Colchester County cement plant owner says fracking water disposal not a 'get rich quick solution'

Harry Sullivan
Published on April 18, 2014

Lafarge cement plant, Pleasant Valley, Colchester County.

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There are no ulterior motives behind a proposal by the Lafarge cement plant here to dispose of frack water in its high-temperature kiln, a company official says.

“They were the ones that saw the decision where the water was not allowed down the county sewers. It is not a get-rich-quick solution,” he said, of some public comments that the exercise is being done for corporate profit.

“It is just a way that we can present our equipment and our technology as a way to solve what sounds like a long-standing problem for the community,” MacDonnell said. “We’re just pleased that the Minister of Environment has endorsed our proposed solution … and it sounds like the science was vetted by all the engineers and the staff in Department of Environment.

The company must also conduct its own follow-up testing during and after the pilot process, he added.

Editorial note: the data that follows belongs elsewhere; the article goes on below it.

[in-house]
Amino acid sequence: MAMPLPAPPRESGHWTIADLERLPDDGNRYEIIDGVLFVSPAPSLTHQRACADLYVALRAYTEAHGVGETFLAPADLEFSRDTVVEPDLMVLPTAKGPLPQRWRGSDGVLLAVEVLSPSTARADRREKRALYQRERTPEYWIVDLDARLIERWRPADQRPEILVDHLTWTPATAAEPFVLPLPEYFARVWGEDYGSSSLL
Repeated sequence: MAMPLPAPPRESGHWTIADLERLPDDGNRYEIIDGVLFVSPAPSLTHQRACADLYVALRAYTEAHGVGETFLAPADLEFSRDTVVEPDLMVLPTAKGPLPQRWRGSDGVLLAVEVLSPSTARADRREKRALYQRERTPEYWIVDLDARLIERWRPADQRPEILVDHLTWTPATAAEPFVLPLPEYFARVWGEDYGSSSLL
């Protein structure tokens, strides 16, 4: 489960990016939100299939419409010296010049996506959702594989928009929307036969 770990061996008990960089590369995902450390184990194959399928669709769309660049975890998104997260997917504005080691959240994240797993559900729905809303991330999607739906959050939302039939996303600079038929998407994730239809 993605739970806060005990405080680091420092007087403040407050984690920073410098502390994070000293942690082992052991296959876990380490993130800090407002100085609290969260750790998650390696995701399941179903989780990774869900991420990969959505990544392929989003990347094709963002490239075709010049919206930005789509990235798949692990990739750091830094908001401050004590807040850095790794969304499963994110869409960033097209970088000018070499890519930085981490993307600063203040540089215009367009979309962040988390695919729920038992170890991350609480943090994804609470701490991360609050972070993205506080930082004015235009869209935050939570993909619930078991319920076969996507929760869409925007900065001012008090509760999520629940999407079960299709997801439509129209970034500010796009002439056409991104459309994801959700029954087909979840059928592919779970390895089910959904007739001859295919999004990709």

“Remember, I’m the guy that drank the water, right,” MacDonnell said, in regard to a bottle of the frack water, that had been treated by reverse osmosis, which he drank from while making a presentation during a recent Colchester County Council meeting.

“I’ve looked at this thing so many different ways and we’ve tested it and we’ve taken our own samples and I am convinced with all of the science that is available to us today, you know, this water is safe and it is clean to drink and I think it was clarified last night that the water is cleaner than the water in Shortts Lake.”